You can read about the pen preparation in the previous post. Here, I will tell about what we are currently feeding our pigs. Every morning, each sow gets 4-1/2 lbs commercial pig feed. (NOTE: This is why we are working so hard on raising our own crops, to replace this commercial feed and still maintain the proper protein, amino acids, and nutrient levels. We're getting there, but not there yet. Mostly, we're waiting for the plants to grow bigger, and of course, planting more crops.) To this feed, we add a handful of IMO4. They also get at least 1-2 lbs of fresh greens -- honohono grass is a current favorite, or whatever else we gather that morning. And they get a half a coconut each. Sometimes, later in the day, as a treat, there is papaya, avocado, kabocha, or whatever might be in abundance. We don't feed these fruits and vegetables exclusively though, as many hereabouts do, because pigs need protein and fats to really thrive, and that's what we're aiming for -- their long term health.

When the sows start nursing, their diet will change to accommodate their increased needs to ensure a good milk supply. Their feed increases to 5-6 lbs commercial feed each, plus another 1/2 lb per piglet she's nursing. More greens will be added, too.

 When Big Girl lays down these days, we can see the babies inside moving around! It's so amazing! Her teats are getting huge and all the signs of birthing preparation are beginning to show. But she has yet to begin digging her nest, so we have a little time still. I'll let you know when the piglets are born. Won't be long now!

Time to Catch Up, Part 1: The Piggery

The piggery is almost complete: only one pen left to fill.

The other pens could use a topping off since they have settled a bit due to decomposition. The IMO's are proliferating to the point where we hardly have to add them to the pens any more. We do add a small handful of IMO4 to the pigs' feed each day, to keep them healthy and with the added benefit that it makes their poops break down super fast. Hence, no bad smell!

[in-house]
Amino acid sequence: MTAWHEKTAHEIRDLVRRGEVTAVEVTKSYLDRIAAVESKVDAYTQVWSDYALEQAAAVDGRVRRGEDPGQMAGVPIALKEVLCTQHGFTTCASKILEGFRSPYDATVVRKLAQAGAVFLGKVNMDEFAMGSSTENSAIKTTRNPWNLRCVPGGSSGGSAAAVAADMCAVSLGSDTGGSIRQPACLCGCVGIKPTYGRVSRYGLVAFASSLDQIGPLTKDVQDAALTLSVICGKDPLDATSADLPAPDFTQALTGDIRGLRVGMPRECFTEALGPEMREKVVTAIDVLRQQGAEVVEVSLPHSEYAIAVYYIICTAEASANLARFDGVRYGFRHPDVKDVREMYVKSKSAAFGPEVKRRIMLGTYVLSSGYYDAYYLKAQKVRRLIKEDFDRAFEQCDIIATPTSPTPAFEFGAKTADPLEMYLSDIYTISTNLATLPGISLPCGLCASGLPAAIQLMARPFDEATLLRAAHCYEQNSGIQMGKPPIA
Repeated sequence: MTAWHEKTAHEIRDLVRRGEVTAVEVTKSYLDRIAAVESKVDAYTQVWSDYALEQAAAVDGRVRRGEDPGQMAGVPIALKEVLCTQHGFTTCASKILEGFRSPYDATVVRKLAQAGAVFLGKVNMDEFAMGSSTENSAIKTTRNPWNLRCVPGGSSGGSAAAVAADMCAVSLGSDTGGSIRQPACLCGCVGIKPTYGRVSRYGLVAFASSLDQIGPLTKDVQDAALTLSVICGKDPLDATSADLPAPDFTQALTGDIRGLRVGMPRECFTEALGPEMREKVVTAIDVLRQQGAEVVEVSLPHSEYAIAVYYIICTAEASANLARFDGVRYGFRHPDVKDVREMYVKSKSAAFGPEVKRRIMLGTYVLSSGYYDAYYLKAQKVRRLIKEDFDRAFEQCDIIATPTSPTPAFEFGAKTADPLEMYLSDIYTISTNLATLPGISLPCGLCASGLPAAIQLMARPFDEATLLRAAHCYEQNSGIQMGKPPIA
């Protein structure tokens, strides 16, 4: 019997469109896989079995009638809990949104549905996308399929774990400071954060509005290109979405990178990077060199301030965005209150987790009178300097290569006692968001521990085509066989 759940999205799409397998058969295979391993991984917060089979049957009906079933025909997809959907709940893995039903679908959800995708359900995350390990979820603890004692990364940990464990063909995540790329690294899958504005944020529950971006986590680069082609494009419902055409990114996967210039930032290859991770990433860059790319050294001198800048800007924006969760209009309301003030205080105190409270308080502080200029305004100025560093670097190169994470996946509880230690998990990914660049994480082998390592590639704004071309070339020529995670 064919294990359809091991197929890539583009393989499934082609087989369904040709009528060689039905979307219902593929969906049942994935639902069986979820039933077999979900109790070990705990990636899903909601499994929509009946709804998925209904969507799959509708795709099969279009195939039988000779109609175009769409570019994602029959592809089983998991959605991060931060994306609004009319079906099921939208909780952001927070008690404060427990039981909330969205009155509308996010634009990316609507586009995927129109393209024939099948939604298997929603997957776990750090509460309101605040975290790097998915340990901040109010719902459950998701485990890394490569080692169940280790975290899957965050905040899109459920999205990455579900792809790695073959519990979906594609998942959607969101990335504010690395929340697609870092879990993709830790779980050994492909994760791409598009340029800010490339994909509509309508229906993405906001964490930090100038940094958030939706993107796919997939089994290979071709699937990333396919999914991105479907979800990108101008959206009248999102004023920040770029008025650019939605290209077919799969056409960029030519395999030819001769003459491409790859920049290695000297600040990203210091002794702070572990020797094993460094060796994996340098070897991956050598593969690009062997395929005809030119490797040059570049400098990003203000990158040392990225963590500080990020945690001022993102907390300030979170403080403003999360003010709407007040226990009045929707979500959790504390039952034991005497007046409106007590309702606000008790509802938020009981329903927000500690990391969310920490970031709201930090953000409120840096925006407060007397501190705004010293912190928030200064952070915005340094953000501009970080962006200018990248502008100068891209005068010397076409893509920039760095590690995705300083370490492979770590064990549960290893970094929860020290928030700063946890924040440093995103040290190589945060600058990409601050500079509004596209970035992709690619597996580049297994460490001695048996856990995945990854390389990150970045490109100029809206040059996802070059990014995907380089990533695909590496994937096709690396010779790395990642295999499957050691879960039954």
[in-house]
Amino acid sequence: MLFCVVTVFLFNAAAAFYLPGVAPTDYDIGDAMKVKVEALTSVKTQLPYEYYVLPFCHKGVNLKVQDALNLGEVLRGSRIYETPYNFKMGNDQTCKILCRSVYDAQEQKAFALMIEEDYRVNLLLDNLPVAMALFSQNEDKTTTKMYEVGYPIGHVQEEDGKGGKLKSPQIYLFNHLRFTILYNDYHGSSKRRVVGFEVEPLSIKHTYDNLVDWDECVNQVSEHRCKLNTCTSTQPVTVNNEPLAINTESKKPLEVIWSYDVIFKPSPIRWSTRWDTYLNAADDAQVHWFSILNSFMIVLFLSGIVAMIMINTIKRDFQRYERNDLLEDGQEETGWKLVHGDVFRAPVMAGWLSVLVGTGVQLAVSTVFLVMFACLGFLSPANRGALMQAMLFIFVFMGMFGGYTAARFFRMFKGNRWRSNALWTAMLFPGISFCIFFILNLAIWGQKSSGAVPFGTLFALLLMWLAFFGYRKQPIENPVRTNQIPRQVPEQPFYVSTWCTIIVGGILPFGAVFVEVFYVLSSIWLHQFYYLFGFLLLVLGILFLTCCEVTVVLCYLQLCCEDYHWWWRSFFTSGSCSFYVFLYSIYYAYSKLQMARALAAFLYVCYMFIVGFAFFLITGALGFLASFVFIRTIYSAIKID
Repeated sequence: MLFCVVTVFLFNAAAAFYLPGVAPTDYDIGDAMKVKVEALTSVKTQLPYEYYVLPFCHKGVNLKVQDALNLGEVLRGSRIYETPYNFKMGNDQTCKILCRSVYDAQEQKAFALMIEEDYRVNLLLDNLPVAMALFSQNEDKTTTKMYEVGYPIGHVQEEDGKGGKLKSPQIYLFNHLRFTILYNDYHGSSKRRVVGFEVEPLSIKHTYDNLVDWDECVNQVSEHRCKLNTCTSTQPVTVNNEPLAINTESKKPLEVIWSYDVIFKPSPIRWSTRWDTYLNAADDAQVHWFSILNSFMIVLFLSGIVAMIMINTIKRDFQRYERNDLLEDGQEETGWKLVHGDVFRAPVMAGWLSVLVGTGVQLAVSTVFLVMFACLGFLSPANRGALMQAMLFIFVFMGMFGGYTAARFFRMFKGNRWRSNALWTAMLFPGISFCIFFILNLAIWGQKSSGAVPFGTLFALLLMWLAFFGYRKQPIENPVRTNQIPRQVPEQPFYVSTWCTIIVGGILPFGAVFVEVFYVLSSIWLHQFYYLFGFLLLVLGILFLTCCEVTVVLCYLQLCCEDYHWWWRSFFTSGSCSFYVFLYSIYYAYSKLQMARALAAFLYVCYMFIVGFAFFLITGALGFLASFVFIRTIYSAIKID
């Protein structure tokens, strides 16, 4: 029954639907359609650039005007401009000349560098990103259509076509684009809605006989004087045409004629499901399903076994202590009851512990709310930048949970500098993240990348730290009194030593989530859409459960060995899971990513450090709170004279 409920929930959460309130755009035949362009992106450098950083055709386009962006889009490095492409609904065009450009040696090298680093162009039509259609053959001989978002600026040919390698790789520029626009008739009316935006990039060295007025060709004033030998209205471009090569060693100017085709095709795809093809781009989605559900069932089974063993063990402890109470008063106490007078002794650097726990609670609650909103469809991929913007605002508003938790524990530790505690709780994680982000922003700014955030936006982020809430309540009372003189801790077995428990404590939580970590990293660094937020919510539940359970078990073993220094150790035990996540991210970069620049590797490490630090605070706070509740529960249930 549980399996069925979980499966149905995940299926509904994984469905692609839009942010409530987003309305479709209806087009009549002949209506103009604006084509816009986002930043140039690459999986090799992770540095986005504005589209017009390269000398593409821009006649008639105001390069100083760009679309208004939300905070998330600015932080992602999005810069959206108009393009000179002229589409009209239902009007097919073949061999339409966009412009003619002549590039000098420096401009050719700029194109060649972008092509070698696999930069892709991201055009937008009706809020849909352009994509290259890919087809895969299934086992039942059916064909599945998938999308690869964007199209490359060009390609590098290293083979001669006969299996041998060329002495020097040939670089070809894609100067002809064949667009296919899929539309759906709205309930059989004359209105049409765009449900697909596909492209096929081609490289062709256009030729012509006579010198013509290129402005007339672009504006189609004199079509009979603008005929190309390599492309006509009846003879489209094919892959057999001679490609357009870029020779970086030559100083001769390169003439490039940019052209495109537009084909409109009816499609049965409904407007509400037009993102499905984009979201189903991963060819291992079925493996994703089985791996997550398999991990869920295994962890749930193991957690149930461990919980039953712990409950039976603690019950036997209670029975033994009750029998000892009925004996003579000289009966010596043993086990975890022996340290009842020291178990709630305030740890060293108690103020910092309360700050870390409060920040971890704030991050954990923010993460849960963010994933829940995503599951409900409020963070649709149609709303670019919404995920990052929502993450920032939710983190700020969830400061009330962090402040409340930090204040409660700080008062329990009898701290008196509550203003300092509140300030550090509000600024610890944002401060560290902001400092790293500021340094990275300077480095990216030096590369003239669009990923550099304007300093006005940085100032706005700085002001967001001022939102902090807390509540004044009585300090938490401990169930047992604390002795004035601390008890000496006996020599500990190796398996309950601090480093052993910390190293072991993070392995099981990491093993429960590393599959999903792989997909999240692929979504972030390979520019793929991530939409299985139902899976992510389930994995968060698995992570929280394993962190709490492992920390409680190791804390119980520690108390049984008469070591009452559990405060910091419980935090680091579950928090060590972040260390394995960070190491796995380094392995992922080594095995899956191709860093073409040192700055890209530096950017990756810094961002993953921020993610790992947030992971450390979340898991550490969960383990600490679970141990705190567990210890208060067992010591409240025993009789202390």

You can see by the above photos that we added about a foot of wood chips to top off the sows' pens a while back. We wanted to make sure the pen was well-inoculated before birthing begins, so we did a one-time sprinkling of IMO4 and sprayed the surface with Soil Prep Solution. We also added LAB (lactic acid bacteria) to make sure there would be a proliferation of beneficial bacteria before the piglets are born.

Other than that, the daily pen maintenance consists of simply raking smooth the soil, and once in a while, picking up any extra coconut husks that didn't get shredded. Mostly, we just get to hang out with the girls and give them pets and attention, which they absolutely love!

We have hosted many groups who want to learn more about Korean Natural Farming, and want to see it in action here in Hawaii. Some of the officials we visited in South Korea returned the favor and visited us last October.

Several classes from UH-Hilo have come through, as well as individuals and smaller groups from all over the world. Many of our vacation rental guests have chosen to stay with us specifically because of their interest in Natural Farming, and the opportunity to see it first hand.

And some young friends opted to help us with planting 4 Samoan ulu (breadfruit) trees to increase our capacity to produce our own food, both for our animals and for ourselves.  Mahalo nui to all who have helped us come this far!